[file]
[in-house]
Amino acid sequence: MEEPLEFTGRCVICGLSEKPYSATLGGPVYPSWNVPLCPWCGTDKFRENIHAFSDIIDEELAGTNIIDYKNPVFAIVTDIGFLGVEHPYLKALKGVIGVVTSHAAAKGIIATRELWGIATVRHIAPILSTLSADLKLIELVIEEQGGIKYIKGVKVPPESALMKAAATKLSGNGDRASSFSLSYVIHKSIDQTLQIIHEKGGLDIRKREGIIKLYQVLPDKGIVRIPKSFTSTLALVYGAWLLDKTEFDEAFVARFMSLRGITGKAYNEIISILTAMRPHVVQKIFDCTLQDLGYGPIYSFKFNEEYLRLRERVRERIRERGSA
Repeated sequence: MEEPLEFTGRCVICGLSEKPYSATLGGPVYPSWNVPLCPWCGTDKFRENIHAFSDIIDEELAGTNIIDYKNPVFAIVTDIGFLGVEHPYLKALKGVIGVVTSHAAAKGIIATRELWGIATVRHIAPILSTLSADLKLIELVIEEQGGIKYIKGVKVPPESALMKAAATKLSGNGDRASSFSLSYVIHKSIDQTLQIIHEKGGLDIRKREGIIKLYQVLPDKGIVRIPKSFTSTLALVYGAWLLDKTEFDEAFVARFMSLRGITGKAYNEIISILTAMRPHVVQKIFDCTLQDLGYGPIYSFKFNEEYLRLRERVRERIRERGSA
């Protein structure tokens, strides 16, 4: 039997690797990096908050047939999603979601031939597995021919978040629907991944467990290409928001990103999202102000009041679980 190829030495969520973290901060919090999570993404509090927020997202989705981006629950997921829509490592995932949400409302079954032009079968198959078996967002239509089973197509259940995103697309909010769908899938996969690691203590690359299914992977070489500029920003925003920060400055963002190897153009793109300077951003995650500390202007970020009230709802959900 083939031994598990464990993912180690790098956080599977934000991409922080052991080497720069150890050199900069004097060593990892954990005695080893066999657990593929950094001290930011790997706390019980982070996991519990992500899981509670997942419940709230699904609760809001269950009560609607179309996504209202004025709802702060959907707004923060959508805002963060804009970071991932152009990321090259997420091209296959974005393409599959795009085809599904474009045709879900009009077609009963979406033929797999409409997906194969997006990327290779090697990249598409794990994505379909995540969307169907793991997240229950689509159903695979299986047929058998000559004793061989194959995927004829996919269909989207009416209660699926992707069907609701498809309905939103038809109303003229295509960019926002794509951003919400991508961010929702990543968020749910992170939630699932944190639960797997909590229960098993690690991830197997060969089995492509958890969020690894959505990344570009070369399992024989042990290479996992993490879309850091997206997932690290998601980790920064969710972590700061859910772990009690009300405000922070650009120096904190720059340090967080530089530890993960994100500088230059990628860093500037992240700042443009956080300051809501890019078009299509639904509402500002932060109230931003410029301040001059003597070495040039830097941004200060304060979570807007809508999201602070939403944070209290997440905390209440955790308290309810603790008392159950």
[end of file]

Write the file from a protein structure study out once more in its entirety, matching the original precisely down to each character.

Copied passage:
[in-house]
Amino acid sequence: MEEPLEFTGRCVICGLSEKPYSATLGGPVYPSWNVPLCPWCGTDKFRENIHAFSDIIDEELAGTNIIDYKNPVFAIVTDIGFLGVEHPYLKALKGVIGVVTSHAAAKGIIATRELWGIATVRHIAPILSTLSADLKLIELVIEEQGGIKYIKGVKVPPESALMKAAATKLSGNGDRASSFSLSYVIHKSIDQTLQIIHEKGGLDIRKREGIIKLYQVLPDKGIVRIPKSFTSTLALVYGAWLLDKTEFDEAFVARFMSLRGITGKAYNEIISILTAMRPHVVQKIFDCTLQDLGYGPIYSFKFNEEYLRLRERVRERIRERGSA
Repeated sequence: MEEPLEFTGRCVICGLSEKPYSATLGGPVYPSWNVPLCPWCGTDKFRENIHAFSDIIDEELAGTNIIDYKNPVFAIVTDIGFLGVEHPYLKALKGVIGVVTSHAAAKGIIATRELWGIATVRHIAPILSTLSADLKLIELVIEEQGGIKYIKGVKVPPESALMKAAATKLSGNGDRASSFSLSYVIHKSIDQTLQIIHEKGGLDIRKREGIIKLYQVLPDKGIVRIPKSFTSTLALVYGAWLLDKTEFDEAFVARFMSLRGITGKAYNEIISILTAMRPHVVQKIFDCTLQDLGYGPIYSFKFNEEYLRLRERVRERIRERGSA
């Protein structure tokens, strides 16, 4: 039997690797990096908050047939999603979601031939597995021919978040629907991944467990290409928001990103999202102000009041679980 190829030495969520973290901060919090999570993404509090927020997202989705981006629950997921829509490592995932949400409302079954032009079968198959078996967002239509089973197509259940995103697309909010769908899938996969690691203590690359299914992977070489500029920003925003920060400055963002190897153009793109300077951003995650500390202007970020009230709802959900 083939031994598990464990993912180690790098956080599977934000991409922080052991080497720069150890050199900069004097060593990892954990005695080893066999657990593929950094001290930011790997706390019980982070996991519990992500899981509670997942419940709230699904609760809001269950009560609607179309996504209202004025709802702060959907707004923060959508805002963060804009970071991932152009990321090259997420091209296959974005393409599959795009085809599904474009045709879900009009077609009963979406033929797999409409997906194969997006990327290779090697990249598409794990994505379909995540969307169907793991997240229950689509159903695979299986047929058998000559004793061989194959995927004829996919269909989207009416209660699926992707069907609701498809309905939103038809109303003229295509960019926002794509951003919400991508961010929702990543968020749910992170939630699932944190639960797997909590229960098993690690991830197997060969089995492509958890969020690894959505990344570009070369399992024989042990290479996992993490879309850091997206997932690290998601980790920064969710972590700061859910772990009690009300405000922070650009120096904190720059340090967080530089530890993960994100500088230059990628860093500037992240700042443009956080300051809501890019078009299509639904509402500002932060109230931003410029301040001059003597070495040039830097941004200060304060979570807007809508999201602070939403944070209290997440905390209440955790308290309810603790008392159950």